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hair in a particular manner; for he held that the fashion was no rule of dress, and that every man was to suit his appearance to his natural form*.
His mind was not very comprehensive, nor his curiosity active; he had no value for those parts of knowledge which he had not himself cultivated.
His life was unstained by any crime; the Elegy on Jesse, which has been supposed to relate an unfortunate and criminal amour of his own, was known by his friends to have been suggested by the story of Miss Godfrey in Richardsun's “ Pamela."
What Gray thought of his character, from the perusal of his Letters, was this :
« I have read too an octavo volume of Shenstone's Letters. Poor man! « he was always wishing for money, for fame, and other distinctions; and “ his whole philosophy consisted in living against his will in retirement, and " in a place which his taste had adorned; but which he only enjoyed when “ people of note came to see and commend it: his correspondence is about “ nothing else but this place and his own writings, with two or three neigh“ bouring clergymen, who wrote verses too."
His poems consist of elegies, odes and ballads, humorous sallies and moral pieces.
His conception of an Elegy he has in his Preface very judiciously and discriminately explained. It is, according to his account, the effusion of a conteinplative mind, sometimes plaintive, and always serious, and therefore superior to the glitter of slight ornaments. His compositions suit not ill to this description. His topicks of praise are the domestic virtues, and his thoughts are pure and simple; but, wanting combination, they want variety. The peace of solitude, the innocence of inactivity, and the unenvied security of an humble station, can fill but a few pages. That of which the essence is uniformity will be soon described. His Elegies have therefore too much resemblance of each other.
The lines are sometimes, such as Elegy requires, smooth and easy; but • to this praise his claim is not constant; his diction is often harsh, improper, and affected ; his words ill-coined, or ill chosen, and his phrase unskilfully inverted.
The Lyrick Poems are almost all of the light and airy kind, such as trip lightly and nimbly along, without the load of any weighty meaning. From these, however, " Rural Elegance” has some right to be excepted. I once heard it praised by a very learned lady; and though the lines are irregular, and the thoughts diffused with too much verbosity, yet it cannot be deņied to contain both philosophical argument and poetical spirit.
• These," says Mr. Graves, " were not precisely his sentiments; though he thought right 4 enough, that every one should, in some degree, consult his particular shape and complexion “ in adjusting his dress; and that no fashion ought to sanctify what was ungraceful, absurd, or t really deformed." E.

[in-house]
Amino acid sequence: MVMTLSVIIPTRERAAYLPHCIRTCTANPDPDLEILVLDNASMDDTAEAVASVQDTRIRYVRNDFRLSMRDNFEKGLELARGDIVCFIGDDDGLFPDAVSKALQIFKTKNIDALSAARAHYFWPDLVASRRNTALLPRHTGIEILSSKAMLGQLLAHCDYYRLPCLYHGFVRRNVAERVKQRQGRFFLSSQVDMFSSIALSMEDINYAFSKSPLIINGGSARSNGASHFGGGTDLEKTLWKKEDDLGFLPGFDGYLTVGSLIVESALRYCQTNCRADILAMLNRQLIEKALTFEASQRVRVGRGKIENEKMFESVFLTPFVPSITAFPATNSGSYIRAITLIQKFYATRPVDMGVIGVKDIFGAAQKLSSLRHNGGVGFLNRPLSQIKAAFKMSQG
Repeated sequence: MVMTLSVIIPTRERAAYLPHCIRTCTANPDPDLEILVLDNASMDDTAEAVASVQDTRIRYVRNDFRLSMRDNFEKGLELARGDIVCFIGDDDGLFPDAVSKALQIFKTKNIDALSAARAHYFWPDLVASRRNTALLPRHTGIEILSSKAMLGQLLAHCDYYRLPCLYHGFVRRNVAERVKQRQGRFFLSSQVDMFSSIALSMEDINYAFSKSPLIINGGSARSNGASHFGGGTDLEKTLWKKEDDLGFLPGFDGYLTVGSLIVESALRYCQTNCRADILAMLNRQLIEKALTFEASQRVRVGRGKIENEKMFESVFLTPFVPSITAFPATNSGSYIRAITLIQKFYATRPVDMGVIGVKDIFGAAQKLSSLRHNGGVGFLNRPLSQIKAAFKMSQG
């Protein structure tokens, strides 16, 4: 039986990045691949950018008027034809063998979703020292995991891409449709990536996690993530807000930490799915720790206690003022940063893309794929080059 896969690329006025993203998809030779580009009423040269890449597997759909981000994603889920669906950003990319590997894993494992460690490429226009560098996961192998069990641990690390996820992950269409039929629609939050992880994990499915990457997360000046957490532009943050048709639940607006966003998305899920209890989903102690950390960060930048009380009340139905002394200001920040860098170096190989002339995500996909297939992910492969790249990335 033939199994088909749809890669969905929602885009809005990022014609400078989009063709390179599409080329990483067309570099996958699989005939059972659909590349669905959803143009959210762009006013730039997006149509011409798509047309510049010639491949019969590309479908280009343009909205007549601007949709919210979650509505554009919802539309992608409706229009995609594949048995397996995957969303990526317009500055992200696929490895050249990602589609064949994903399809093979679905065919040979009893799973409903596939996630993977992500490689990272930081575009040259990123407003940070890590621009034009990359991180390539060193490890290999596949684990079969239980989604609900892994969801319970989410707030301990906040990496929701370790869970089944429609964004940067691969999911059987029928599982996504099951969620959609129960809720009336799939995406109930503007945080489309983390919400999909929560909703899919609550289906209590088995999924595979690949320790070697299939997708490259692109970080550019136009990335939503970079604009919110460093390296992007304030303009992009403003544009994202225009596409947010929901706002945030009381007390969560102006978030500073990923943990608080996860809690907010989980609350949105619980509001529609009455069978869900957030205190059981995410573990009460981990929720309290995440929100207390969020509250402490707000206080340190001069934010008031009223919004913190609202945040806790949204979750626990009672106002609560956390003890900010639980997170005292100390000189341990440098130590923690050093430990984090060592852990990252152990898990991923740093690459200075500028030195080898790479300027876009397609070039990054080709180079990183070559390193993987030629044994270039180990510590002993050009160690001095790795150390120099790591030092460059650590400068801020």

Of the rest I cannot think any excellent; the “ Skylark” pleases me best, which has however more of the epigram than of the ode.
But the four parts of his “ Pastoral Ballad” demand particular notice. I cannot but regret that it is pastoral; an intelligent reader, acquainted with thie scenes of real life, sickens at the mention of the crook, the pipe, the sheep, and the kids, which it is not necessary to bring forward to notice, for the poet's art is selection, and he ought to shew the beauties without the grossness of the country life. His stanza seems to have bsen chosen in imitation of Rowe's “ Despairing Shepherd.”
In the first part are two passages, to which if any mind denies its sympathy, it has no acquaintance with love or nature:
I priz'd every hour that went by,
Beyond all that had pleas'd me before ;
And I grieve that I priz'd them no more.
What anguish I felt in my heart !
'Twas with pain that she saw me depart.
My path I could hardly discern; i
I thought that she bade me return.
In the second this passage has its prettiness, though it be not equal to the
I have found out a gift for my fair;
I have found where the wood-pigeons breed:
She will say 'cwas a barbarous deed :
Who could rob a poor bird of its young;
Such tenderness fall from her tongue.
In the third he mentions the common-places of amorous poetry with some address :
'Tis his with mock passion to glow!
'Tis his in smooth tales to unfold, How her face is as bright as the snow, And her bosom, be sure, is as cold:
How the nightingales labour the strain,
With the notes of his charmer to vie ;
Repine at her triumphs, and die.
Alas! from the day that we met,
What hope of an end to my woes?
The glance that undid my repose.
The flower, and the shrub, and the tree,
In time may have comfort for me. His « Levities” are by their title exempted from the severities of criticism; yet it may be remarked in a few words, that his humour is sometimes gross, and seldom spritely.
Of the Moral Poems the first is the “ Choice of Hercules," from Xeno. phon. 'The numbers are smooth, the diction elegant, and the thoughts just; but something of vigour is still to be wished, which it might have had by brevity and compression. His “Fate of Delicacy” has an air of gaiety, but not a very pointed and general moral. His blank verses, those that can read them may probably find to be like the blank verses of his neighbours. “ Love and honour” is derived from the old ballad, “Did you not hear of a Spanish Lady?"-I wish it well enough to wish it were in rhyme.